Read the accompanying essays by Matthew Desmond, Mehrsa Baradran, Trymaine Lee, and Tiya Miles in The 1619 Project to better understand the violent theft that was slavery and how it echoes in the brutality of American capitalism today:
Slave Voyages is a digital memorial to the people who were enslaved and trafficked to the Americas in the Trans-Atlantic slave trade. This trade is an example of White settler colonial capitalism.
Warning: This site's content can be both emotionally disturbing as well as a powerful tool to create understanding and empathy. For example, watching the Timelapse data visualization of ships moving from Africa across the Atlantic Ocean can be overwhelming for viewers.
The project includes several datasets and images:
The project was created by the Emory Center for Digital Scholarship. More from the website:
"The Trans-Atlantic and Intra-American slave trade databases are the culmination of several decades of independent and collaborative research by scholars drawing upon data in libraries and archives around the Atlantic world. The new Voyages website itself is the product of three years of development by a multi-disciplinary team of historians, librarians, curriculum specialists, cartographers, computer programmers, and web designers, in consultation with scholars of the slave trade from universities in Europe, Africa, South America, and North America. The National Endowment for the Humanities was the principal sponsor of this work carried out at Emory Center for Digital Scholarship, the University of California at Irvine, and the University of California at Santa Cruz. The Hutchins Center of Harvard University has also provided support."
The 1619 project builds on recent scholarly research documenting the ways that slavery helped create the brutality of capitalism in the US today. These books identify "slavery as the primary force driving key innovations in entrepreneurship, finance, accounting, management, and political economy that are too often attributed to the so-called free market. Approaching the study of slavery as the originating catalyst for the Industrial Revolution and modern capitalism casts new light on American credit markets, practices of offshore investment, and understandings of human capital. Rather than seeing slavery as outside the institutional structures of capitalism, [these books] recover slavery's importance to the American economic past and prompt enduring questions about the relationship of market freedom to human freedom" (quote from blurb to Slavery's Capitalism).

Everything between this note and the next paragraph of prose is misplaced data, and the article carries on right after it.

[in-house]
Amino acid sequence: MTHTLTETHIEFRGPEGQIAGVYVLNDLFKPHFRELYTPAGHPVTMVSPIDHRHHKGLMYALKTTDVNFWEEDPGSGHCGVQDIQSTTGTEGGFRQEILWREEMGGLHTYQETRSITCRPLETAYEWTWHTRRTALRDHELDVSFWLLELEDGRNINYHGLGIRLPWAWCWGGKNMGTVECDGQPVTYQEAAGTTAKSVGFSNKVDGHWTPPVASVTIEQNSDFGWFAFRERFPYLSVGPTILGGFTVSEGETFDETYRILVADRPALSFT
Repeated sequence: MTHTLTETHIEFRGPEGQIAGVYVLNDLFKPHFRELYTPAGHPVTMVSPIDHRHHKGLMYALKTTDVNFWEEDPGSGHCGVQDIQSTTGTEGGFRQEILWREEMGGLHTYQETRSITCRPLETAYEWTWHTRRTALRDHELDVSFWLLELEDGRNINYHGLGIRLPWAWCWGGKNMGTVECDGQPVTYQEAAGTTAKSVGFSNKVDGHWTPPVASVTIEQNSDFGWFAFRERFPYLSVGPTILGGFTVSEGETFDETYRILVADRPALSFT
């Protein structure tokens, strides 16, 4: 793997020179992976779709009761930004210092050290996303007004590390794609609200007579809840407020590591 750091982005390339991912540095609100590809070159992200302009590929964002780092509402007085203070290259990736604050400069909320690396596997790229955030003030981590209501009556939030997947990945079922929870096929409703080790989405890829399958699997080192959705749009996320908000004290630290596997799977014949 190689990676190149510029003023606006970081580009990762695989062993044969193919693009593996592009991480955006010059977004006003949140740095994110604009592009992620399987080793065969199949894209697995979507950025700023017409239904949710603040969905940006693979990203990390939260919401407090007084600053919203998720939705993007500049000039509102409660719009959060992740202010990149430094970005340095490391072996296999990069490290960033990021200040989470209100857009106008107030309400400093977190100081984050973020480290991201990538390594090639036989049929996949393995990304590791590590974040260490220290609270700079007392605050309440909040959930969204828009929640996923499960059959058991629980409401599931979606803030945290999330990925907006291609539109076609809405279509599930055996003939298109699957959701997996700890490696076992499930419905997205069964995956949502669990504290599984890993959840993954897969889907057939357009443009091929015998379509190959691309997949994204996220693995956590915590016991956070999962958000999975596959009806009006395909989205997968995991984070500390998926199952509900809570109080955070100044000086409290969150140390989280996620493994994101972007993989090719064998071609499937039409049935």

This photo is from the Portraits of African American formerly enslaved people from the U.S. Works Progress Administration, Federal Writers' Project slave narratives collections. For more photographs and manuscripts, click the first link below.
Inequalities persisted long after slavery ended, influencing all aspects of American life.
Redlining is the systematic denial of services (often financial services) to residents of Black neighborhoods. Specifically, it refers to maps drawn in the 1930s by a government-sponsored corporation that "'graded' neighborhoods ... based in large part on their racial makeup. Neighborhoods with minority occupants were marked in red — hence 'redlining' — and considered high-risk for mortgage lenders" (OPB). As a result, banks denied mortgages to people of color in these neighborhoods, or targeted them for contract leasing and other predatory lending practices. Ta-Nehisi Coates documents these practices and makes the argument that the many still-living people whose homes were stolen from them under discriminatory lending practices deserve reparations in his essay, "The Case for Reparations."
Related practices persist to this day. For example, during the early 2000s, African Americans and other people of color were offered loans on worse terms than they would have otherwise qualified for. As a result, a large portion of Black wealth was destroyed during the Great Recession of the late 2000s. These and related practices continue to drive down home values in Black neighborhoods. Below is some additional information on these practices. While little research has been done on redlining in Eugene, you can read more about redlining and other racist housing practices in Portland, Oregon and across the country. You can start by looking up the redlining map for Portland, or for a city near you:
According to the University of Virginia digital project site, the "racial dot map is an American snapshot; it provides an accessible visualization of geographic distribution, population density, and racial diversity of the American people in every neighborhood in the entire country. The map displays 308,745,538 dots, one for each person residing in the United States at the location they were counted during the 2010 Census. Each dot is color-coded by the individual’s race and ethnicity. The map is presented in both black and white and full color versions. In the color version, each dot is color-coded by race."
In the early '70s in Eugene, the Afro-American Institute provided many services including referral services for employment and housing. You can make an appointment to view the organization's records here: